Fred Perry Store Harnesses Heritage
British fashion label Fred Perry has unveiled a new flagship store in London's vibrant, tourist-centric Covent Garden district, featuring an art gallery and brand archive display aimed at communicating its cultural heritage.
The ground floor of the 2,000 sq ft space houses the brand's full collections (men's and womenswear, footwear and accessories). Art exhibitions are hosted in the basement, while archived fashion pieces and other memorabilia, such as a restored jukebox, are on display throughout both levels. The overall effect is a physical and experiential homage to more than 60 years in the business, including Fred Perry's key presence at the heart of the UK's 1960s/70s mod culture, thanks to its cult classic polo shirt.
Currently on show at the gallery is an exhibition dubbed 'For The Record', which showcases vinyl sleeve artwork from independent British record labels. For more on Fred Perry's ongoing support for musical subcultures in the UK, see Music Meets Retail.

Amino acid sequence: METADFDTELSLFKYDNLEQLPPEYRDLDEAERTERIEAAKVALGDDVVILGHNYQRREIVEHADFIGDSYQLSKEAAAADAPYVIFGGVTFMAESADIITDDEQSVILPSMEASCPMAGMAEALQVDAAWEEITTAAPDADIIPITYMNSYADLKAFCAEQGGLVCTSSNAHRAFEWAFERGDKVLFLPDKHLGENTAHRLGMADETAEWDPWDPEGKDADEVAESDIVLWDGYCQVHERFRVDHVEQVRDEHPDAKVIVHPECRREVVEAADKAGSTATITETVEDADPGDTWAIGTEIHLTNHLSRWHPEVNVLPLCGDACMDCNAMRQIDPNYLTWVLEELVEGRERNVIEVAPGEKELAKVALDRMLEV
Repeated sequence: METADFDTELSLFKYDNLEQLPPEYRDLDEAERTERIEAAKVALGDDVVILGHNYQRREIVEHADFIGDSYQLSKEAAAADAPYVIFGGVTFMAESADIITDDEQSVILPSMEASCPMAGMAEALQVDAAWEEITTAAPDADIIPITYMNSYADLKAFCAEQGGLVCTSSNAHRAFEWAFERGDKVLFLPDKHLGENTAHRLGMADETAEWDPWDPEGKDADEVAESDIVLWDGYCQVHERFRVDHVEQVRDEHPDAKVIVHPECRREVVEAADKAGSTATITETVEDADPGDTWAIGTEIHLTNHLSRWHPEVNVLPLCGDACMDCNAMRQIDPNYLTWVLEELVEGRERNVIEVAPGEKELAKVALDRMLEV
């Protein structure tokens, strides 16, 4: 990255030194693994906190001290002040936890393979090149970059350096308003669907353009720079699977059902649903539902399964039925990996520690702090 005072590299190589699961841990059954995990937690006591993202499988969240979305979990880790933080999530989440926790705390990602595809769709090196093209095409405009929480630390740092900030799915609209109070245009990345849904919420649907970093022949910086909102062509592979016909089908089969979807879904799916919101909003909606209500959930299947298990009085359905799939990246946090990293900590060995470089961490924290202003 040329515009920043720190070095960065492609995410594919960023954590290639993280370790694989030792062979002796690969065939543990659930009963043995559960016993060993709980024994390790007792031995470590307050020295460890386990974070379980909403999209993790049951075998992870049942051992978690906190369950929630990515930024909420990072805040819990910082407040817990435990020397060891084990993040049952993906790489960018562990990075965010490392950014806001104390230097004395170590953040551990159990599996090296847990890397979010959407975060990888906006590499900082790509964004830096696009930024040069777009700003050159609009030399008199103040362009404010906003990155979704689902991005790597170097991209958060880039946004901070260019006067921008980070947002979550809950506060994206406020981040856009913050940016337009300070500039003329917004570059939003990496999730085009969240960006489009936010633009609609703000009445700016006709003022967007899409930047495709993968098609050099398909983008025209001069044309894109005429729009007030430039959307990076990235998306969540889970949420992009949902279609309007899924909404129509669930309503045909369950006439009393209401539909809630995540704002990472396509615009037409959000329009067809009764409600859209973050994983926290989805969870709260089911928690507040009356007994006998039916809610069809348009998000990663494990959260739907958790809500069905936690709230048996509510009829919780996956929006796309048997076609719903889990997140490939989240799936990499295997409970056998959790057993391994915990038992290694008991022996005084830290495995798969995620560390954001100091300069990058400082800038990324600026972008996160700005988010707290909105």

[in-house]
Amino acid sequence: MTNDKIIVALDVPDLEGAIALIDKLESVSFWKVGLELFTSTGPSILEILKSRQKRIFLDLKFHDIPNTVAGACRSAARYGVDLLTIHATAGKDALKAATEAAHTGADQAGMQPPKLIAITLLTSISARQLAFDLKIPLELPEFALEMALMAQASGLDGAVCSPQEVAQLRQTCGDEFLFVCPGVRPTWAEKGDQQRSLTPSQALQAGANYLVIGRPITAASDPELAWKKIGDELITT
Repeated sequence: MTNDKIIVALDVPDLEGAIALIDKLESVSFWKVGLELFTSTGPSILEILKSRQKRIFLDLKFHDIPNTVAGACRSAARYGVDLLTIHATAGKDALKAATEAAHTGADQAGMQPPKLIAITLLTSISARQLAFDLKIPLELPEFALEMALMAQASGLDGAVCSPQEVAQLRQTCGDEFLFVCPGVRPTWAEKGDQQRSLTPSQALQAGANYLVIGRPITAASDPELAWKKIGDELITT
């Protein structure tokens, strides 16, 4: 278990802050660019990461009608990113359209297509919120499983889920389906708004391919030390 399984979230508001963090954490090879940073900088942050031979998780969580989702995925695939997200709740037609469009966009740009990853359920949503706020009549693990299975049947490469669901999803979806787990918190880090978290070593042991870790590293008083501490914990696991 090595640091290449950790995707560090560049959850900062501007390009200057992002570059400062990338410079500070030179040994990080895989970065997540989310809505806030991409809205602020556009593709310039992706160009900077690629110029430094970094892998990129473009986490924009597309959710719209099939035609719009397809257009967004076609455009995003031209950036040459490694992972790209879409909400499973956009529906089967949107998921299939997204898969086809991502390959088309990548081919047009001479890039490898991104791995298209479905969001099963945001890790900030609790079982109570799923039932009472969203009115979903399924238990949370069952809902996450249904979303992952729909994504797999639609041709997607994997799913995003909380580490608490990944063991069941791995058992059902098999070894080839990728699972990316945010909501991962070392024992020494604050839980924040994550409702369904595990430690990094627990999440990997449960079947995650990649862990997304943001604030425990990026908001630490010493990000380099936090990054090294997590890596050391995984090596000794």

A hand-gilded Fred Perry logo on the store's back wall, designed by London-based traditional sign-writer Nick Garrett, further emphasises the value of heritage.
The store was designed by London-based architects Buckley Gray Yeoman, and combines the building's original Georgian aesthetic with additional timber and concrete elements, as well as freestanding iron and oak furniture that can be easily moved for in-store events and seasonal displays. For more on transformative store layouts, see Dover Street Market's Tachiagari.
For more on the evolution of the flagship, including the wider socialisation of the retail experience, see Evolution of the Retail Flagship: Hybrid Lifestyle Venues and Hybrid Retailing.
For more on the increasing importance of heritage and creating new fandoms, see Monetising Brand Heritage and 21st-Century Brand Archives. Also look out for Beyond Product: Rites, Rituals & Culture Clubs in our luxury-focused Macro Trend, publishing on April 7.